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Tax Court Decides What is Adequate Disclosure for Gift Tax

By Joel N. Crouch on December 7, 2023
Anyone who makes a taxable gift (more than $17,000 in 2023, $18,000 in 2024) in a taxable year must file a Form 709, United States Gift Tax Return, reporting the gift to the IRS. Generally, the IRS then has three years to assess any tax due. However, if no Form 709 is filed or the gift is not adequately disclosed on the Form 709, the IRS has an indefinite time to assess any tax due.

So what does “adequately disclosed” mean? The regulations state a gift is adequately disclosed when the IRS is apprised of the nature of the gift and the basis for its value. According to the regulations, a gift is “adequately disclosed” when the Form 709 includes: (1) a description of the transferred property (including consideration received by the donor); (2) the identity of, and relationship between, the donor and each donee; (3) if a trust is involved , the trust EIN and either a brief description of the trust terms or the trust agreement; (4) either a copy of any qualified appraisals or a detailed description of the method used to determine the fair market value of the gift; and (5) a description of any position that is contrary to the regulations.

Historically, the IRS has strictly interpreted the requirements in the regulations. For example, IRS Legal Advice Memorandum 201552201F addressed whether the statute of limitations was open for gifts from a father to his daughter. The donor filed a Form 709 claiming two gifts of partnership interests in two family limited partnerships. The partnerships’ primary assets were farm land, which had been appraised by a certified appraiser. The Form 709 included a description of the gift and a description of the valuation methods for the farm land was attached. Unfortunately, the legal memorandum found that the gifts had not been adequately disclosed because, the full legal name of the partnerships was not included, the EIN of one of the partnerships was missing a digit, the appraisals were for the land not the partnership interests and the valuation was vague and did not explain the method used to determine the value reached.

In May 2023, the Tax Court addressed adequate disclosure for gift tax purposes in Schlapper v. Commissioner, T.C. Memo 2023-65. In Schlapper, the taxpayer funded a universal variable life insurance policy, benefitting his nephews, with cash and 100 shares of EMG stock in 2006. In 2012 and 2013, the taxpayer participated in the IRS Offshore Voluntary Disclosure Program (OVDP) and included with his submission a “protective” 2006 Form 709 reporting the transfer of the EMG stock. The taxpayer contended that he was not subject to gift tax in 2006 because he did not intend to reside permanently in the United States until he obtained citizenship in 2008. In 2016, the IRS notified the taxpayer that the 2006 Form 709 was selected for examination regarding the taxpayer’s claim of nondomiciliary status in 2006, as well as the gift of the EMG stock. The taxpayer signed a Form 872 agreeing to extend the time period to assess tax to Nov. 30, 2017. The IRS concluded that no completed gift was made in 2006, but instead the gift was completed in 2007, for which no Form 709 had been filed. The taxpayer disagreed with the IRS and withdrew from the OVDP. In 2019, the IRS issued a notice of deficiency for 2007 for a gift tax liability over $4 million plus penalties over $4 million for late filing and late payment. The taxpayer filed a petition with the Tax Court arguing that the notice of deficiency was issued beyond the statute of limitations because his 2006 gift tax return included Schedule F of his 2006 Form 5471, Information Return of U.S. Persons With Respect to Certain Foreign Corporations, which showed the balance sheet of EMG. He argued that this document, along with his protective filing attachment and his Offshore Entity Statement, constituted adequate disclosure and thus started the statute of limitation. The IRS argued that the taxpayer failed to satisfy the adequate disclosure requirements in the regulations.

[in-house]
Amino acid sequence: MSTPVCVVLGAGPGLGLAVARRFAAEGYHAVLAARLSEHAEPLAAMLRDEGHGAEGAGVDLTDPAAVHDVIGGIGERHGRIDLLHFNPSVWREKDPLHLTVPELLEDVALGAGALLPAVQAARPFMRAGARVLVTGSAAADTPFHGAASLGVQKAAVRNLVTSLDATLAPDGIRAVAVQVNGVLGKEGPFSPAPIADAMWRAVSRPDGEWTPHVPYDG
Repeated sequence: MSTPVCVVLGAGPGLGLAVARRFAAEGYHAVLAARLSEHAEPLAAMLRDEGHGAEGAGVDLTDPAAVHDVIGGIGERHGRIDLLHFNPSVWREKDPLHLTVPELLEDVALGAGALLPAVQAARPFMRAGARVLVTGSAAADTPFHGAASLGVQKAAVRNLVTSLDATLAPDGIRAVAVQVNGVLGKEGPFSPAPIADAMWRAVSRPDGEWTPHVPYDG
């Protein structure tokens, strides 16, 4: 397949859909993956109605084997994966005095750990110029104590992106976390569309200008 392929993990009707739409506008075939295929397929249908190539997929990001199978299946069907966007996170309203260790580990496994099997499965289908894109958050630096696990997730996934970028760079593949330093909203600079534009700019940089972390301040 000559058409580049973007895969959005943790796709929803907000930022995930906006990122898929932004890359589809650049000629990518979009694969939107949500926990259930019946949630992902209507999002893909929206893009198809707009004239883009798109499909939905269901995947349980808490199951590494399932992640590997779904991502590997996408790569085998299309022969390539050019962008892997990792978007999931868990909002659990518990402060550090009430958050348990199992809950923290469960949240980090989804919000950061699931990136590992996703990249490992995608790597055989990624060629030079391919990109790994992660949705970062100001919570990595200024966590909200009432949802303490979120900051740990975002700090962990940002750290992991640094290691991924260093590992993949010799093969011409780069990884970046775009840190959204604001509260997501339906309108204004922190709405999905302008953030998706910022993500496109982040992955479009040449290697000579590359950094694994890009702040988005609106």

The Tax Court held that while the taxpayer may not have strictly complied with all the requirements in the regulations, he substantially complied by providing sufficient information to apprise the IRS of the nature of the transaction. Therefore, because the taxpayer had adequately disclosed the gifts on his 2006 gift tax return, the period of limitation to assess the gift tax started when the return was filed in 2013. The IRS was barred from assessing gift tax because it issued the notice of deficiency in 2019, more than three years after the filing plus the agreed-upon one-year extension pursuant to Form 872.

For questions regarding this blog post or any other civil or criminal tax related matter, please feel free to contact me at jcrouch@meadowscollier.com.